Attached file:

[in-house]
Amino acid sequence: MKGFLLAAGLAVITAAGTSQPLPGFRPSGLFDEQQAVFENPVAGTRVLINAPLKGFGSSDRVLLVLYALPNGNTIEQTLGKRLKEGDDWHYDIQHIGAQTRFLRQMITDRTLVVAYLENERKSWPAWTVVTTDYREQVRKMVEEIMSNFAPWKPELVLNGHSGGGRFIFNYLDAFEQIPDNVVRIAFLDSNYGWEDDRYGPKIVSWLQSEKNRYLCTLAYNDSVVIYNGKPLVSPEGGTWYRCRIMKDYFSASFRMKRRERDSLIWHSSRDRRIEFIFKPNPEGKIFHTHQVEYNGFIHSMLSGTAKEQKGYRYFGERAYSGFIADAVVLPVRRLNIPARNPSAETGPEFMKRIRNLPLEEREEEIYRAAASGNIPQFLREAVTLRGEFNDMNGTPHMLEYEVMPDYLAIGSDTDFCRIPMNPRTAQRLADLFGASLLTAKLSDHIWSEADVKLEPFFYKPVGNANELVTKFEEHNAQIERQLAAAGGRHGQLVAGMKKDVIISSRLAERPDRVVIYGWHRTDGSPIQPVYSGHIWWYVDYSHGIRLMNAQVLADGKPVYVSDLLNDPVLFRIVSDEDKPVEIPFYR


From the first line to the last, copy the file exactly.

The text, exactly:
[in-house]
Amino acid sequence: MKGFLLAAGLAVITAAGTSQPLPGFRPSGLFDEQQAVFENPVAGTRVLINAPLKGFGSSDRVLLVLYALPNGNTIEQTLGKRLKEGDDWHYDIQHIGAQTRFLRQMITDRTLVVAYLENERKSWPAWTVVTTDYREQVRKMVEEIMSNFAPWKPELVLNGHSGGGRFIFNYLDAFEQIPDNVVRIAFLDSNYGWEDDRYGPKIVSWLQSEKNRYLCTLAYNDSVVIYNGKPLVSPEGGTWYRCRIMKDYFSASFRMKRRERDSLIWHSSRDRRIEFIFKPNPEGKIFHTHQVEYNGFIHSMLSGTAKEQKGYRYFGERAYSGFIADAVVLPVRRLNIPARNPSAETGPEFMKRIRNLPLEEREEEIYRAAASGNIPQFLREAVTLRGEFNDMNGTPHMLEYEVMPDYLAIGSDTDFCRIPMNPRTAQRLADLFGASLLTAKLSDHIWSEADVKLEPFFYKPVGNANELVTKFEEHNAQIERQLAAAGGRHGQLVAGMKKDVIISSRLAERPDRVVIYGWHRTDGSPIQPVYSGHIWWYVDYSHGIRLMNAQVLADGKPVYVSDLLNDPVLFRIVSDEDKPVEIPFYR